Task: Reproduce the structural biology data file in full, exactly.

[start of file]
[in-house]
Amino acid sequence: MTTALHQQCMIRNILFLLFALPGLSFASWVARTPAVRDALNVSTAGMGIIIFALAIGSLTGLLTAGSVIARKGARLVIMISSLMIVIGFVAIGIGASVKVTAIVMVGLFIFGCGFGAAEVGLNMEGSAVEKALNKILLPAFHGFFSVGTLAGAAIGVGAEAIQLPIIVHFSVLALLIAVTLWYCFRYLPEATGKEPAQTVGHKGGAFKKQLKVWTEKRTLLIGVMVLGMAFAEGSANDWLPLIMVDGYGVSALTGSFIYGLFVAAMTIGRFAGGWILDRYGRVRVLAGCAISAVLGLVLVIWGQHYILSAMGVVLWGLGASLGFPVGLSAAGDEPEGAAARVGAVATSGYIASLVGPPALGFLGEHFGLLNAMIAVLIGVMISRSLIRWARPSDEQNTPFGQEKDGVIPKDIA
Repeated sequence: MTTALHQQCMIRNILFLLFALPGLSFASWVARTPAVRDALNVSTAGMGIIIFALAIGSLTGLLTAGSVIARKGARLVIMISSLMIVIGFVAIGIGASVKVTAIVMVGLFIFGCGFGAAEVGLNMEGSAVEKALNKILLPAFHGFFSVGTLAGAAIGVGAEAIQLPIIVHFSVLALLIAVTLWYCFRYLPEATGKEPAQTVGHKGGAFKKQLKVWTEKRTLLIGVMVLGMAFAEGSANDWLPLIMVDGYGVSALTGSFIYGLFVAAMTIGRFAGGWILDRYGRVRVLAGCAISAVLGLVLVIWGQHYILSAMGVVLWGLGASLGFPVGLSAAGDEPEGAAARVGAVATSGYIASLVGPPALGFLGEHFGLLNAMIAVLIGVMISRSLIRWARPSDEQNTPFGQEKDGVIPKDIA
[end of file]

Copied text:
[in-house]
Amino acid sequence: MTTALHQQCMIRNILFLLFALPGLSFASWVARTPAVRDALNVSTAGMGIIIFALAIGSLTGLLTAGSVIARKGARLVIMISSLMIVIGFVAIGIGASVKVTAIVMVGLFIFGCGFGAAEVGLNMEGSAVEKALNKILLPAFHGFFSVGTLAGAAIGVGAEAIQLPIIVHFSVLALLIAVTLWYCFRYLPEATGKEPAQTVGHKGGAFKKQLKVWTEKRTLLIGVMVLGMAFAEGSANDWLPLIMVDGYGVSALTGSFIYGLFVAAMTIGRFAGGWILDRYGRVRVLAGCAISAVLGLVLVIWGQHYILSAMGVVLWGLGASLGFPVGLSAAGDEPEGAAARVGAVATSGYIASLVGPPALGFLGEHFGLLNAMIAVLIGVMISRSLIRWARPSDEQNTPFGQEKDGVIPKDIA
Repeated sequence: MTTALHQQCMIRNILFLLFALPGLSFASWVARTPAVRDALNVSTAGMGIIIFALAIGSLTGLLTAGSVIARKGARLVIMISSLMIVIGFVAIGIGASVKVTAIVMVGLFIFGCGFGAAEVGLNMEGSAVEKALNKILLPAFHGFFSVGTLAGAAIGVGAEAIQLPIIVHFSVLALLIAVTLWYCFRYLPEATGKEPAQTVGHKGGAFKKQLKVWTEKRTLLIGVMVLGMAFAEGSANDWLPLIMVDGYGVSALTGSFIYGLFVAAMTIGRFAGGWILDRYGRVRVLAGCAISAVLGLVLVIWGQHYILSAMGVVLWGLGASLGFPVGLSAAGDEPEGAAARVGAVATSGYIASLVGPPALGFLGEHFGLLNAMIAVLIGVMISRSLIRWARPSDEQNTPFGQEKDGVIPKDIA